Considering the Role of Emotions — in Teaching Elementary Mathematics (!)
It’s common for folks with close, positive connections — lovers especially — to credit their relational successes to the emotional formulas they share. But how about the role of emotions in learning math?
Littlestown Area School District in Pennsylvania may roll out an elementary math curriculum that would integrate so-called social-emotional learning into its classroom instruction, with the district board considering the “Reveal Math” program that’s marketed by the McGraw-Hill company and “explores mathematics through a flexible lesson design,” according to the lesson overview for kindergartners through fifth-graders.
The 9-member board met in mid-February to consider including more of the SEL curriculum with the district’s math instruction.
They faced a choice between more traditional instruction, that focuses almost solely on math equations and a comprehensive approach to the learning experience that is trending across the country.
The “Reveal Math” program guide asserts its lessons “provide access to rigorous instruction with embedded teacher support and scaffolds” which include lesson models and routines, social-emotional learning, language and English learner supports and fluency. The curriculum overview further explains it’s vital for classroom instructors and other adults involved in a child’s education to “support the whole child with social and emotional learning integration.
“Every lesson integrates a social and emotional learning objective along with the math and language objectives of the lesson, addressing the CASEL (Collaborative for Academic, Social and Emotional Learning) Social and Emotional Learning (SEL) competencies throughout each grade level.”
The “Reveal Math” instruction overview says the its overarching approach encourages students to “Be curious” and understand that the subject of “Math is…mindset. How does identifying your feelings and emotions help you?”
The program guide continues that teachers are provided instructional support to connect the curriculum’s “Social and Emotional learning” (SEL) focus to the content objective for the day.”
The program’s fundamental social-emotional learning objective is to enable students to collaborate with peers in completing a task, thinking through and solving math problems in a comprehensive manner, instead of relying on rote memorization of math formulas and equations.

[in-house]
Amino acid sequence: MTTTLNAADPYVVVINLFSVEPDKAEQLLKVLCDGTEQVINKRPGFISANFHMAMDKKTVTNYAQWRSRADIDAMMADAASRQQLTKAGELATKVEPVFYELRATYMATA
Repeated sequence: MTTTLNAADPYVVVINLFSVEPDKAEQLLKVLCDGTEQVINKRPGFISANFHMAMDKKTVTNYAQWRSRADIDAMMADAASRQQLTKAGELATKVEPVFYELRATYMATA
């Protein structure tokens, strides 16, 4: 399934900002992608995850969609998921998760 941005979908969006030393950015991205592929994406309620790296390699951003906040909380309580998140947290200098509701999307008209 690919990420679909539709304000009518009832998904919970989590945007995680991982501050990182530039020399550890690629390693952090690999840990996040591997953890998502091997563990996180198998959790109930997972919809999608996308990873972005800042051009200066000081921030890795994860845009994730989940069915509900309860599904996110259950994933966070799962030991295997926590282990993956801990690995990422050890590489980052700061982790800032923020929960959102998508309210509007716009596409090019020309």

The global nonprofit Committee For Children told Fox News Digital that social–emotional learning, which it promotes, is an educational method that aims to help people develop the self-awareness, self-control and interpersonal skills that are needed for everyday life. The CFC website describes social-emotional learning as a revolutionary approach developed to instill the states of safety and well-being in students “to fulfill our vision of safe children thriving in a just and peaceful world.”
“This board needs to decide if they want to make social and emotional learning a part of our math curriculum. I do not believe it belongs in the math classes,” said Littlestown Boardmember Jeanne Ewen. “Some of the questions inside the math workbook ask, ‘Are you understanding how other people feel?’ What does this have to do with teaching math?”
“This is just re-packaged critical race theory is what this is,” Boardmember Nicki Kenney said.
District parent Janell Ressler questioned the program during the public comment portion of the meeting.
“Why do students need to incorporate their feelings into solving math problems?” Ressler asked.”Elementary students in this district need to be taught math in their math class, not equity and social discourse. This has nothing to do with solving math problems.”
Board Vice-President Yancy Unger suggested more research on the math program was needed.
The panel will restart its discussion about the SEL curriculum at the Curriculum, Co-Curriculum, & Policy Committee on March 7 at 5 p.m.